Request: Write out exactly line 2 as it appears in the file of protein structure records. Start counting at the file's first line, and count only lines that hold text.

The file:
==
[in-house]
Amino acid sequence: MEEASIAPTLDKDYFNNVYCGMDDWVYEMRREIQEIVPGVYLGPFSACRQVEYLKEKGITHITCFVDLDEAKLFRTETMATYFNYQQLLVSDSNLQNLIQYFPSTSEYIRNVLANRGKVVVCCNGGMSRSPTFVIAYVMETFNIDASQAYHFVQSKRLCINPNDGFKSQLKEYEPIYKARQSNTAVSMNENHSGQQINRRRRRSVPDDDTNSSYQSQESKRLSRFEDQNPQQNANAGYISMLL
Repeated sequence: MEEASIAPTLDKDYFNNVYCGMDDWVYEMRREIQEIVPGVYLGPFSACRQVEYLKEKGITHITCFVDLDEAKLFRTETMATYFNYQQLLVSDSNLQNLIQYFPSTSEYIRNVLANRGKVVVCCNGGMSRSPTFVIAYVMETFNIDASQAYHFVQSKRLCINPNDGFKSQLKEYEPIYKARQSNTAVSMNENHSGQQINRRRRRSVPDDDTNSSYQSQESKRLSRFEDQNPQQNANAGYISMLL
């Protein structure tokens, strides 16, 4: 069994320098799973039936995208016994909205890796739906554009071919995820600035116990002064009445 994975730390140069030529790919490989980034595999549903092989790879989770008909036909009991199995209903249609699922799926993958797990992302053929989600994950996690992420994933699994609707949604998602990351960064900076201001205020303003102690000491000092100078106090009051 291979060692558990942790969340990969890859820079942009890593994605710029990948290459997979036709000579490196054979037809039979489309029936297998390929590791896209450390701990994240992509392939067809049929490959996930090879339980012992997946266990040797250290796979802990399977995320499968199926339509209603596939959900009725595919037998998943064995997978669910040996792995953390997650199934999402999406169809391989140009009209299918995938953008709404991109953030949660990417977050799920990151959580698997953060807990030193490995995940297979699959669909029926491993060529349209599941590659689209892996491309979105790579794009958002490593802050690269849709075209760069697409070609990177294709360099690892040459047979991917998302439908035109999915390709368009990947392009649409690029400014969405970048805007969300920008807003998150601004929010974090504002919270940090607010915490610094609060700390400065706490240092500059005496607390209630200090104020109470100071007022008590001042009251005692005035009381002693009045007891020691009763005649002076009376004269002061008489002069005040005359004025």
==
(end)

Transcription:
Amino acid sequence: MEEASIAPTLDKDYFNNVYCGMDDWVYEMRREIQEIVPGVYLGPFSACRQVEYLKEKGITHITCFVDLDEAKLFRTETMATYFNYQQLLVSDSNLQNLIQYFPSTSEYIRNVLANRGKVVVCCNGGMSRSPTFVIAYVMETFNIDASQAYHFVQSKRLCINPNDGFKSQLKEYEPIYKARQSNTAVSMNENHSGQQINRRRRRSVPDDDTNSSYQSQESKRLSRFEDQNPQQNANAGYISMLL